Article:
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The Budget 2017

UK Autumn Budget 2021

Eversheds Sutherland comments on the Chancellor's Budget and what it will mean in practice

The UK Chancellor of the Exchequer, Rishi Sunak, will present his 2021 Autumn Budget to Parliament on Wednesday 27 November 2021.

This Budget arguably comes at a difficult time – like many countries, the financial stability of the UK has been sorely tested by the pandemic but the recovery has appeared to be strong, at least through the middle part of 2021. Should the Chancellor act now to firm up the financial stability of the UK through curbed spending and new taxes, or should he seek to nurture and grow the recovery of a fragile economy? With significant revenue generating tax changes already having been announced (the corporation tax increases announced in the Spring Budget and scheduled for 2023 and the Health and Social Care Levy / National Insurance Contribution increases announced recently), the expectation is that there will not be further headline tax increases (for example, significant Capital Gains Tax changes seem unlikely and a wealth tax still appears a very remote prospect). But the description of the Budget as a “technical” Budget does leave the door open for more low profile, nuanced changes that could still generate material tax revenue (in particular if pension contributions or the lifetime allowances are targeted).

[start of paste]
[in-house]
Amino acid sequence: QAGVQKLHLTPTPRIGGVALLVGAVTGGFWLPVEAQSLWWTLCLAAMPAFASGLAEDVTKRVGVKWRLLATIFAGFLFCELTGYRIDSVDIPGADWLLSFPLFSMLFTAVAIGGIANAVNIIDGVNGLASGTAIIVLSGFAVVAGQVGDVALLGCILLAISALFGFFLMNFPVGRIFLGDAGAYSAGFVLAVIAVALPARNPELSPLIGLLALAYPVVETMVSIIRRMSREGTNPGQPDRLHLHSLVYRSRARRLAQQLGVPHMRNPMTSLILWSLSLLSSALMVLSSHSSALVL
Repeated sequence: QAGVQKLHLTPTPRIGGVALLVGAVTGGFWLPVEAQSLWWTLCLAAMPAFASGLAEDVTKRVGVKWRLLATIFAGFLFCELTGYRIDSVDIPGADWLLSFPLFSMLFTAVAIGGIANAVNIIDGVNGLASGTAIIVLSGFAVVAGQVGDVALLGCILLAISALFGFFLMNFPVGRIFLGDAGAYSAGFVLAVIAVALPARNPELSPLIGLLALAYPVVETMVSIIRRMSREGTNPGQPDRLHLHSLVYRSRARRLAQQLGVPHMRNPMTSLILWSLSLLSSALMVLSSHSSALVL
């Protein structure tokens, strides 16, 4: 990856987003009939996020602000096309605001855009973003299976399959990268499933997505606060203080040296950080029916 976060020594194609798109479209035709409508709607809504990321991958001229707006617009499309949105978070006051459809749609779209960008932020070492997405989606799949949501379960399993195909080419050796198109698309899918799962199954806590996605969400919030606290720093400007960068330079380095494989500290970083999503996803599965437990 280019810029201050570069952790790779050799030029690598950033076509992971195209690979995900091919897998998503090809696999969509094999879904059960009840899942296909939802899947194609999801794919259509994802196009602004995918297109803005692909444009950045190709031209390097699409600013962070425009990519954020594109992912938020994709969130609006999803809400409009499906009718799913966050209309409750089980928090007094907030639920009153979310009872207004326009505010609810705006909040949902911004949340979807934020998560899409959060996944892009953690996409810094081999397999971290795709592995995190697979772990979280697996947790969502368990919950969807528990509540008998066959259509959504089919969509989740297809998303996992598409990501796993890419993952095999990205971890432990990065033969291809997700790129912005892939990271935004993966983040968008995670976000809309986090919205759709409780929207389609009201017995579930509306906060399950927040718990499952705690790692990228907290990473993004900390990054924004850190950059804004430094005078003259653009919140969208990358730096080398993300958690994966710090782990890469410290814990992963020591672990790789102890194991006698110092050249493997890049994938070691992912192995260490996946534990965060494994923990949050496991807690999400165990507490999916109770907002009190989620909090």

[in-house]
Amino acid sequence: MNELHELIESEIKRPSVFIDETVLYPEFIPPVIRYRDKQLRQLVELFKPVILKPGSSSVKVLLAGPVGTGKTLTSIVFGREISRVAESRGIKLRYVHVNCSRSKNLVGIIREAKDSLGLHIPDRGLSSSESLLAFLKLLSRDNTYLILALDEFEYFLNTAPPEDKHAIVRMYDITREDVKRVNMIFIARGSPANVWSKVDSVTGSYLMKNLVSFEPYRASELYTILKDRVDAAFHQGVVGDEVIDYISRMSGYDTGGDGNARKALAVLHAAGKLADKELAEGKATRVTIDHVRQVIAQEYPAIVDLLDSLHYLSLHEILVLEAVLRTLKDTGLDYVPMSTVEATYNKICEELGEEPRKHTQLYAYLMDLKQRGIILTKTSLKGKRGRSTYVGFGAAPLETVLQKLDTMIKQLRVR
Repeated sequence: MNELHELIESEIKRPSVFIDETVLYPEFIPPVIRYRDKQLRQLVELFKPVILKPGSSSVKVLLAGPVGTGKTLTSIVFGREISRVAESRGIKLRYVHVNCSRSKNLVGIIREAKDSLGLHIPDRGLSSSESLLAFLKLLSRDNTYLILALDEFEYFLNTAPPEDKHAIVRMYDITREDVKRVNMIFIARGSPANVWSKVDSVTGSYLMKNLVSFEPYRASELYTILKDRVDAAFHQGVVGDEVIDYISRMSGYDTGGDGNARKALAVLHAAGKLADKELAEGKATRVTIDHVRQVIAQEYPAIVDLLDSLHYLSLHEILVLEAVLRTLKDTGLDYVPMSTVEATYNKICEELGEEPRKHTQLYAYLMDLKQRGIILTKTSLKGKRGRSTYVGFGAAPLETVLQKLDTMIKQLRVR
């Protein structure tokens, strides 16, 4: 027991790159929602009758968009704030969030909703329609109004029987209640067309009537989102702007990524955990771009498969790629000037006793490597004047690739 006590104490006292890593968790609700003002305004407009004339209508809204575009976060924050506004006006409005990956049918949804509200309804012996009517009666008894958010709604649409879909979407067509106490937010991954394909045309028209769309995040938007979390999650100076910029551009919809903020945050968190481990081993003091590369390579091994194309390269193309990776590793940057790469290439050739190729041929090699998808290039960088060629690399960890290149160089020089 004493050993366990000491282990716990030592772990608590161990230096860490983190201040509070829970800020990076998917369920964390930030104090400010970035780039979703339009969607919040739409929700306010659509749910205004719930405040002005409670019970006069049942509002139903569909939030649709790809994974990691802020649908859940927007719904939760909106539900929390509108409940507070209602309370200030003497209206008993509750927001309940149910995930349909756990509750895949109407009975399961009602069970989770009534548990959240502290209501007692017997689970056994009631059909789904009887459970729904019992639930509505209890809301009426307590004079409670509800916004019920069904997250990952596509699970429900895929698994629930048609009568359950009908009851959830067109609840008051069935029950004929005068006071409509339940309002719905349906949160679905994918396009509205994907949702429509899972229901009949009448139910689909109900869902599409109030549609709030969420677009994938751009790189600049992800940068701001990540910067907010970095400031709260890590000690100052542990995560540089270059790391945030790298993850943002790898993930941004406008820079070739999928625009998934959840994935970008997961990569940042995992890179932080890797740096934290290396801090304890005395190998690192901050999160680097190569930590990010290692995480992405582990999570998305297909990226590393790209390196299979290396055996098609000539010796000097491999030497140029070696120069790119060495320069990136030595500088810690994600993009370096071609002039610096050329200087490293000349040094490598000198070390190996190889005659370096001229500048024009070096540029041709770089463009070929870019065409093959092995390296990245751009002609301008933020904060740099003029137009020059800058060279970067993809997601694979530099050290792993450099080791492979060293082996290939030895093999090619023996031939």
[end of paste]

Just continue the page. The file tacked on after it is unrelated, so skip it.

Aside from shoring up the UK’s finances, what about longer-term issues? The COP26 climate change conference beginning the day after Budget day is another reminder of the need to act now to secure the long term future of our planet, with fiscal and tax policy key to incentivising positive (and penalising negative) behaviour. Will the UK’s presidency of COP26 be a catalyst for the announcement of further climate-focussed tax initiatives? Tax policy also needs to continue to evolve to address the rise of the digital economy, brought into even sharper focus by the changes imposed on consumers and businesses through the pandemic. Can (and should) the UK high-street be helped, either through changes to business rates or at least by levelling the playing field with an online sales tax? With the BEPS 2.0 changes on the horizon, what is the writing on the wall for the UK Digital Services Tax? Post-Brexit, can targeted VAT changes be more effectively used to support UK businesses?

Check back to view further commentary on the Autumn Budget 2021 as the details unfold.

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David Jervis, Head of Tax, International

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